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vegan four layer birthday cake
8min read

Vegan Birthday Cake

by Valentina Concordia

8min read

We recently asked our Instagram community if they’d ever struggled with being 100% plant-based. It turned out the answer was yes. So much yes. And it inspired us to turn your fess ups into tasty recipes, but no judgement if the pans stay in the cupboard.

This birthday cake recipe was inspired by Louise. When she told us “birthday cakes always get me”, we knew our next mission would have to be just that, a classic yet fully plant based birthday cake. Don’t feel like you need to wait for the next birthday though, we very much recommend making this for yourself and then eating it in your pjs, like we did. Grab the recipe for your very own BYOB (birthday cake). 

Four layers of cake can be intimidating, at least to me. As more of a cookie baking person than a cake baking person, the thought of trying to perfectly frost four layers of cake felt like a disaster waiting to happen. I’m not a very precise person and I like mess - which aren’t great attributes for cake baking. Having now done it though, I can confirm the idea is a lot more stressful than the actual process. I’ve tried to outline the process in the clearest way possible and using the bare minimum tools - which is an offset spatula, but if you don’t have one, you can simply use a spoon or a butter knife.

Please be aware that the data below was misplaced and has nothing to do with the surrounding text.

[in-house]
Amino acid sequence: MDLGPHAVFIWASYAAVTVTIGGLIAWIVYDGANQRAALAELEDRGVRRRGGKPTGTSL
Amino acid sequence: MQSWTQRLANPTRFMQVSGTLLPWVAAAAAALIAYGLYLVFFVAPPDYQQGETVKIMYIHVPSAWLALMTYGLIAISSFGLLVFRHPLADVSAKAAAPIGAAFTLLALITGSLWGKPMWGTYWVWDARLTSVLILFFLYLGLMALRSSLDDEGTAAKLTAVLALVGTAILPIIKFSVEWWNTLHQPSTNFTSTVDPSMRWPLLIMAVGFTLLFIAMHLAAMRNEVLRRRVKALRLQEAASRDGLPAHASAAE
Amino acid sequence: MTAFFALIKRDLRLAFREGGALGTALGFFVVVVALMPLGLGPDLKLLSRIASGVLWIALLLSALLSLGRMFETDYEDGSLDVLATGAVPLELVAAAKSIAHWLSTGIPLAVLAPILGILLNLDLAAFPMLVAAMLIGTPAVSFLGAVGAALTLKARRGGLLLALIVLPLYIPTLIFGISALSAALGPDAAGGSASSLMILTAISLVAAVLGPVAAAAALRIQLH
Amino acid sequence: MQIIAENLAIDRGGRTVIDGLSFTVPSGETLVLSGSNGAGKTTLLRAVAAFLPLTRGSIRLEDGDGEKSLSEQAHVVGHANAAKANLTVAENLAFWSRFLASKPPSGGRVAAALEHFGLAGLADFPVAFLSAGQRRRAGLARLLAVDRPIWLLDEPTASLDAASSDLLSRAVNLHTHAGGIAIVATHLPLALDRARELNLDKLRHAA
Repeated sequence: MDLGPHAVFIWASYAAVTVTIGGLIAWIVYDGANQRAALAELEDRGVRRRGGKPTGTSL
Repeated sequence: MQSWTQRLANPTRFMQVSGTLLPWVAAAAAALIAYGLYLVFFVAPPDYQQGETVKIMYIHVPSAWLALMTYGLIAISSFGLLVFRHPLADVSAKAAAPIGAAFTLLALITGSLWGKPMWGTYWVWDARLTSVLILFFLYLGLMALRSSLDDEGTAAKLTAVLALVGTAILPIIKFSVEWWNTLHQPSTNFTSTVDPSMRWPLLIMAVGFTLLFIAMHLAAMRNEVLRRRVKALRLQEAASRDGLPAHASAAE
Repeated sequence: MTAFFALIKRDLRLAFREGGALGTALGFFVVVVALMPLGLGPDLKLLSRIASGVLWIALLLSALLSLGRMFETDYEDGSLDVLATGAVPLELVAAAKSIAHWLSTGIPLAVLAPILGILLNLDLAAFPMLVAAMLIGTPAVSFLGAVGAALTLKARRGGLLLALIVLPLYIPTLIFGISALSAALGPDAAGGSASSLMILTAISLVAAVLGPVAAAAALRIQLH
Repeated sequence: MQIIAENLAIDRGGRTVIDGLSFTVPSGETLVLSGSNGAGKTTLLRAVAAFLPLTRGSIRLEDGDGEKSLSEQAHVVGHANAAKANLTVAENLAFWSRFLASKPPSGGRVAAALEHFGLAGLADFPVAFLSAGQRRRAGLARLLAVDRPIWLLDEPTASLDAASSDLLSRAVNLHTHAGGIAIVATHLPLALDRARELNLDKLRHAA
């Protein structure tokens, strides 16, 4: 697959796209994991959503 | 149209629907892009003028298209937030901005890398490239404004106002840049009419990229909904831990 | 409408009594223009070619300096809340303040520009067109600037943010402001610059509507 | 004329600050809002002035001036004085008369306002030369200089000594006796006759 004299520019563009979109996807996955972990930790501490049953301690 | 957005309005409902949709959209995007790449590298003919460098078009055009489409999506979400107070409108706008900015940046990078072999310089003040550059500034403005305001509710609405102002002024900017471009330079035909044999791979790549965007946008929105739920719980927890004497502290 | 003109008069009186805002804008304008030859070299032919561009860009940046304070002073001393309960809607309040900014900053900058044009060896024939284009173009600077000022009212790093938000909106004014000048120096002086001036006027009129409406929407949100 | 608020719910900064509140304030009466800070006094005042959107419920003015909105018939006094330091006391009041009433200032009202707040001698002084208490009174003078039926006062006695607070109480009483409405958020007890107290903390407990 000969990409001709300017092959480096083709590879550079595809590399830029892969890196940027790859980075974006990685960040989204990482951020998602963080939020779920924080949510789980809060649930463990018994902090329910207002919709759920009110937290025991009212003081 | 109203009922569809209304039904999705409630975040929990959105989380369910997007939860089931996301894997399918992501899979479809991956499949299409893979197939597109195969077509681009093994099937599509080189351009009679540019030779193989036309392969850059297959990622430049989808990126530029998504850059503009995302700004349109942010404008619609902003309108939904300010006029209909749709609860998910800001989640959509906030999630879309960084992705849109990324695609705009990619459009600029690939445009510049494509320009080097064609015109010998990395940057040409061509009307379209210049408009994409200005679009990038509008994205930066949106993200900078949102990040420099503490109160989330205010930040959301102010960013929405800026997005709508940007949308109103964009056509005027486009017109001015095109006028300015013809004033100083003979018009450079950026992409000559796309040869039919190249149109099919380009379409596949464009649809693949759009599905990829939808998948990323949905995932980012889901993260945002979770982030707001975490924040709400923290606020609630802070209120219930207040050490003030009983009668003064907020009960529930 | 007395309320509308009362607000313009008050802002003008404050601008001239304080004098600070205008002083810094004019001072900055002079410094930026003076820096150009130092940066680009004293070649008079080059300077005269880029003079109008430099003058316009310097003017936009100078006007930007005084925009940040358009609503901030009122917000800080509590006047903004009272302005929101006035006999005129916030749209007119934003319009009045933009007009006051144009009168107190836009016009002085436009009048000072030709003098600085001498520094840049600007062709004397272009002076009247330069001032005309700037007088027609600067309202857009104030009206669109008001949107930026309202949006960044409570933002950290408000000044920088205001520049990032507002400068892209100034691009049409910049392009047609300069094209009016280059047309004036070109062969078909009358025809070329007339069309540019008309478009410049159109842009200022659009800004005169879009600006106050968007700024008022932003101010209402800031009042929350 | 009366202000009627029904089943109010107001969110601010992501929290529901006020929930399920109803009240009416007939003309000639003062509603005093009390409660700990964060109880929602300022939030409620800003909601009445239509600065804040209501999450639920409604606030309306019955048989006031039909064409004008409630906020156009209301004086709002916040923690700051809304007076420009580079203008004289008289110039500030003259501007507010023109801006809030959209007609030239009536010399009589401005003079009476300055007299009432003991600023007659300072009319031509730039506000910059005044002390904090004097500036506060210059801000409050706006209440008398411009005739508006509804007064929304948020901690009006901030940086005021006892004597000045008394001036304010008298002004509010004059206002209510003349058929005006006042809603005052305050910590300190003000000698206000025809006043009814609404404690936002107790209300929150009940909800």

I’d say the most important thing is to try to not cut corners, which I usually do. Letting the cake chill in the fridge when instructed makes it infinitely easier to work with and helps it keep its shape, which is helpful if you don’t have the steadiest hands. I also feel like there’s nothing that frosting can’t fix: use it to fill in gaps, cracks or holes if they appear and remember, you can just scoop some off and try again if it’s not working out.

Oh, and if you simply don't want to bake or frost four layers, you're very welcome to make this into a two layer cake instead. Follow the same instructions, just don't split the cake bases in step 8.

Prep Time

60 mins

Cook Time

30 mins




560g plain flour 
280g caster sugar 
½ tsp salt
½ tsp baking soda 
2 tsp baking powder 
550ml plant based milk, at room temp
180ml neutral oil 
1 tbsp apple cider vinegar 
2 tsp vanilla extract 

Chocolate Frosting:
200g plant based butter, at room temp
500g icing sugar
50g cocoa powder 
1 tsp vanilla extract
2 tbsp plant based milk
¼ tsp salt



Preheat the oven to 165˚C fan (or 185˚C conventional). Grease and line your cake tins - you can use two (18cm) cake tins or four (18cm) cake tins if you have them. 


In a large bowl, combine the flour, sugar, salt, baking soda and baking powder. Whisk to combine and set aside. 


In a separate bowl, whisk together the milk, oil, apple cider vinegar and vanilla extract. Pour the wet ingredients into the dry, and stir to combine. 


Divide the batter amongst the two (or four) tins. If baking in two tins, bake the cakes for 30-35 mins, until a toothpick inserted in the center comes out clean. If baking in four tins, bake the cakes for 25 minutes. Let the cakes cool for 10 minutes, then remove them from their tins. Let them cool completely.